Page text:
Canoe paddle a kayak?
This short trail is on the opposite shore of Lyman Lake from all the park facilities. There is only one practical way to get to the trail--by boat. A kayak or canoe will work just fine, but watch out for the gusty winds that come up. The park rangers used to offer a boat and hiking tour to see the petroglyphs, but what with the current budget cuts in the park system this service has been eliminated. No boat rentals are available at the park, so you will need to plan ahead and bring one with you.
It would be possible to walk around the lake to reach the petroglyph area, but I think it would take all day. It is very rough, rocky ground. In summer it is nearly always very hot.
A booklet describing the meaning of the petroglyph panels, as interpreted by Hopi and Zuni elders, is available online. This goes into much more detail than is possible here. Hikers should also consider visiting Rattlesnake Ruin and hiking the Peninsula Petroglyph Trail. Click here for the pdf booklet.
Launching your kayak from the beach camping area, paddle straight across the lake, looking for a small building located a short distance from the beach, back in the brush. This small building is along the trail and has interpretive signage inside, and a picnic table.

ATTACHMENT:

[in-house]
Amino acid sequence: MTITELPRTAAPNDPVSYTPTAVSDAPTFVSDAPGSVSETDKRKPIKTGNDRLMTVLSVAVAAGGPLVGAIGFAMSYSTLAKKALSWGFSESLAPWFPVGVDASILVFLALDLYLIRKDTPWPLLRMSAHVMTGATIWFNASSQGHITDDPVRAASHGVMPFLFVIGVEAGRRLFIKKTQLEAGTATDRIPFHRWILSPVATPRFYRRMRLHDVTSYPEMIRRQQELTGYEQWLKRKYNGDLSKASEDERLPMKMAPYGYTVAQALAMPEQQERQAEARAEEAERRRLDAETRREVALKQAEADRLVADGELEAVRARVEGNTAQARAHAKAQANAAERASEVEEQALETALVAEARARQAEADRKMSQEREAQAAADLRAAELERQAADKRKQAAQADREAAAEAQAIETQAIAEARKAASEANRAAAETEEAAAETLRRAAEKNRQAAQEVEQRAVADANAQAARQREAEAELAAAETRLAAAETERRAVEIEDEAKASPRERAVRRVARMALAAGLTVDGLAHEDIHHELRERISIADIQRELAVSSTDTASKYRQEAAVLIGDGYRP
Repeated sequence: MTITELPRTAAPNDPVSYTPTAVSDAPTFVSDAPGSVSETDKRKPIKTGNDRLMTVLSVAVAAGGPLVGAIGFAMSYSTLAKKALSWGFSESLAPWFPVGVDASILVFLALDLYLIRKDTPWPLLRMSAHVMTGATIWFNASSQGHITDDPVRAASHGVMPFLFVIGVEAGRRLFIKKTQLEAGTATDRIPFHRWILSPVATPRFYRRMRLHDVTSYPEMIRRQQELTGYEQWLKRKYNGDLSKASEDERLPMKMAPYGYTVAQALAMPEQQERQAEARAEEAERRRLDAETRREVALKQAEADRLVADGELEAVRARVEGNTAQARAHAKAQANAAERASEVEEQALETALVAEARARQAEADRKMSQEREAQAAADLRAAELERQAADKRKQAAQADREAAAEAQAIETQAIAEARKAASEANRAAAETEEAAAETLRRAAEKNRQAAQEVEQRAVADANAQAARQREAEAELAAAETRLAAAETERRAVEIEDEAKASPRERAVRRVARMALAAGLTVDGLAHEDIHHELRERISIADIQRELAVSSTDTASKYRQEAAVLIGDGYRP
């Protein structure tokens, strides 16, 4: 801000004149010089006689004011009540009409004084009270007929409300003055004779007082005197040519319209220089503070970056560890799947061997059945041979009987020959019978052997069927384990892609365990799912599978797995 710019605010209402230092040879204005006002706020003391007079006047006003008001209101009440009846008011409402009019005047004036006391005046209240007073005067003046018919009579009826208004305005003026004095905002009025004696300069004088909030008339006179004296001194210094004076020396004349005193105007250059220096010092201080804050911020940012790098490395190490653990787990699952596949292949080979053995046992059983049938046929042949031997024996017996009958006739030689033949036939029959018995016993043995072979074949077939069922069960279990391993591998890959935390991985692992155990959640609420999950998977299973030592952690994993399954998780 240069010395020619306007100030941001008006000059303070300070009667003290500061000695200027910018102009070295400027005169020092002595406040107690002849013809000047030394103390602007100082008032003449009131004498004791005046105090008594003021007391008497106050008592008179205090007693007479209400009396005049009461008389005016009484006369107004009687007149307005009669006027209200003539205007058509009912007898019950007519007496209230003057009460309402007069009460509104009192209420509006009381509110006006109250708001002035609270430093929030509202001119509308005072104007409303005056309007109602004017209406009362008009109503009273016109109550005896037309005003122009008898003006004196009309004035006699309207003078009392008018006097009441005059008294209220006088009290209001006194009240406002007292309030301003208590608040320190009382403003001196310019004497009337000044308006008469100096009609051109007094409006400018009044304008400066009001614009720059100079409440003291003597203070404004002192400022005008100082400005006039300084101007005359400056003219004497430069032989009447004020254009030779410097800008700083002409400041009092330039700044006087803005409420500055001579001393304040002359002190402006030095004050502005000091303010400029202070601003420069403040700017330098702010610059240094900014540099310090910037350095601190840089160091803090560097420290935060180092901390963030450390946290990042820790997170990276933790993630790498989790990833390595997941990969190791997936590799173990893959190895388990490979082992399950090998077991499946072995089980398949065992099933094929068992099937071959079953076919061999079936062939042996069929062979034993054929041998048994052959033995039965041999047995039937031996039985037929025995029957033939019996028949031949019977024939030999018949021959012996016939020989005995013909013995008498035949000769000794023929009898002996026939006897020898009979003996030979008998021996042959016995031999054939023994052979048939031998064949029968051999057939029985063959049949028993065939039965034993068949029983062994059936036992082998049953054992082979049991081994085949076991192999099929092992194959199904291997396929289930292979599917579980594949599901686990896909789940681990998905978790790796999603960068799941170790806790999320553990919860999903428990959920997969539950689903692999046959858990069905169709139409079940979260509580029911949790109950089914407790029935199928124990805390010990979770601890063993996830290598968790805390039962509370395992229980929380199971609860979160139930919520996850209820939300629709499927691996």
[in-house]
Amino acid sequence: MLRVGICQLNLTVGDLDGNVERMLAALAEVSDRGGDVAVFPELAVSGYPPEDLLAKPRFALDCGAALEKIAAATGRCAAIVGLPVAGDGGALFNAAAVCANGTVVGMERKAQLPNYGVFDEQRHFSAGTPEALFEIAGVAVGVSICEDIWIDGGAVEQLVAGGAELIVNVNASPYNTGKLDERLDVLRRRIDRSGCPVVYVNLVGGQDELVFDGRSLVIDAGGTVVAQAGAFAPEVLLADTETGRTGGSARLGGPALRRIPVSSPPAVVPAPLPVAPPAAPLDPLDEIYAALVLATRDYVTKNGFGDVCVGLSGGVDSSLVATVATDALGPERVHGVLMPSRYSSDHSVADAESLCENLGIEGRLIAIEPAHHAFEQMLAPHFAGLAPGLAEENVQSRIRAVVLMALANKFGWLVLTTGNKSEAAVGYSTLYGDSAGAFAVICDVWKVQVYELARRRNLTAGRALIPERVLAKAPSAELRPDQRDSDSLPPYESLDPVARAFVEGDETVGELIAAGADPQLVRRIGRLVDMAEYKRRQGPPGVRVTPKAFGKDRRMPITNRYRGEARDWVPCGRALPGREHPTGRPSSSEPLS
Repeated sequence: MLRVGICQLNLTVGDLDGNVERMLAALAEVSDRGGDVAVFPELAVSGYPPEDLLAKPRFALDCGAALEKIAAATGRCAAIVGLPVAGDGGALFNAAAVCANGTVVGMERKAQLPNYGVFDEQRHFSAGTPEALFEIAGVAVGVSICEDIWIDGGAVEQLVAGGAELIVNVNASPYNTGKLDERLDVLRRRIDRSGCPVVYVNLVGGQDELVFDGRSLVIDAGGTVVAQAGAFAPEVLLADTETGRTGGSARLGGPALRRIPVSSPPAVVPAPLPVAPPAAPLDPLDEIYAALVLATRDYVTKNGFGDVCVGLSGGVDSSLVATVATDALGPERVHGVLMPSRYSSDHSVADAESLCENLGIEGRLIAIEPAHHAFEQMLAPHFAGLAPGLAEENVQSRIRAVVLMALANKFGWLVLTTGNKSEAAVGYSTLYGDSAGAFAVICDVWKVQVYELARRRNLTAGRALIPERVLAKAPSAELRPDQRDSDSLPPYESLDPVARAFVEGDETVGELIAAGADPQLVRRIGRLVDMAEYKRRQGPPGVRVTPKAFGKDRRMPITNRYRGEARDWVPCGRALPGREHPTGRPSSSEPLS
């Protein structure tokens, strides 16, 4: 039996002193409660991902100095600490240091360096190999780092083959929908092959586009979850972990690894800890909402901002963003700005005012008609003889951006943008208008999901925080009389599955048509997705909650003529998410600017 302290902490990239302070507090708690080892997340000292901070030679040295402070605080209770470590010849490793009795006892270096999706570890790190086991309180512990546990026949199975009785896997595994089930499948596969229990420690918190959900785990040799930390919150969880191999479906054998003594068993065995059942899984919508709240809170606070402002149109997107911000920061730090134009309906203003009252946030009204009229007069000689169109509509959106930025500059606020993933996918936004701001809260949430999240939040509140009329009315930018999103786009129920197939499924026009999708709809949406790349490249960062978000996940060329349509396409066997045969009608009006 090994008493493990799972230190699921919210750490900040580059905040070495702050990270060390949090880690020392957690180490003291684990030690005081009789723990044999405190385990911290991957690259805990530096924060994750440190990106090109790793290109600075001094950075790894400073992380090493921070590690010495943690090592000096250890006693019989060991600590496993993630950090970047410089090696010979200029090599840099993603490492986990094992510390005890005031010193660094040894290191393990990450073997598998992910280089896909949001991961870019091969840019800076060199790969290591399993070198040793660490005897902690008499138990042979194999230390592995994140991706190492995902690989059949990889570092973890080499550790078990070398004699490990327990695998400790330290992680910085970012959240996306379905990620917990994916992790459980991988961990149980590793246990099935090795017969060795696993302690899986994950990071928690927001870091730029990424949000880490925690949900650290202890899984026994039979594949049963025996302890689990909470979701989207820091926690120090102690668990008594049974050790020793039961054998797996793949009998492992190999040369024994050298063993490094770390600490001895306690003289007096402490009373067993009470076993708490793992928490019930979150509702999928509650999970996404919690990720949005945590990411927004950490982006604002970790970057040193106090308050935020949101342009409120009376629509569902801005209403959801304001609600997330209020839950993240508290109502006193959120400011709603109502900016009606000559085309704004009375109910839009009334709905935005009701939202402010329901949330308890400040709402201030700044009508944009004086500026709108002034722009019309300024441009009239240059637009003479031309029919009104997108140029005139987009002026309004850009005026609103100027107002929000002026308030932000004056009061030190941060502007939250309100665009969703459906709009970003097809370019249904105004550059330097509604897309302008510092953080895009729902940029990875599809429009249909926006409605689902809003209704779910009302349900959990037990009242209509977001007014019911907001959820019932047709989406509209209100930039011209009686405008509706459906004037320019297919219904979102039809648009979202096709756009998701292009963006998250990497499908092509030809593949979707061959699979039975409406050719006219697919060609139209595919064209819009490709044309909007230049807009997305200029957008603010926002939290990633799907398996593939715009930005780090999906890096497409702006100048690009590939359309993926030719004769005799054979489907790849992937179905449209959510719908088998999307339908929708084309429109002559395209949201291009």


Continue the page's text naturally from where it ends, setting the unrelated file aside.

Once you have landed on the beach and walked up to the small building, it's easy to see the trail. Follow it, watching closely for petroglyphs on the rocks. Once you get to the end of the trail, you will see a bench and a large boulder with many petroglyphs on it. This is called "Ultimate Rock."
Remember, do not touch the petroglyphs, since the oils on your hands can damage them. It is also illegal to do rubbings. Despite the fact they have been there for 800 to 1000 years or more, they are fragile.
Check out the Triplog.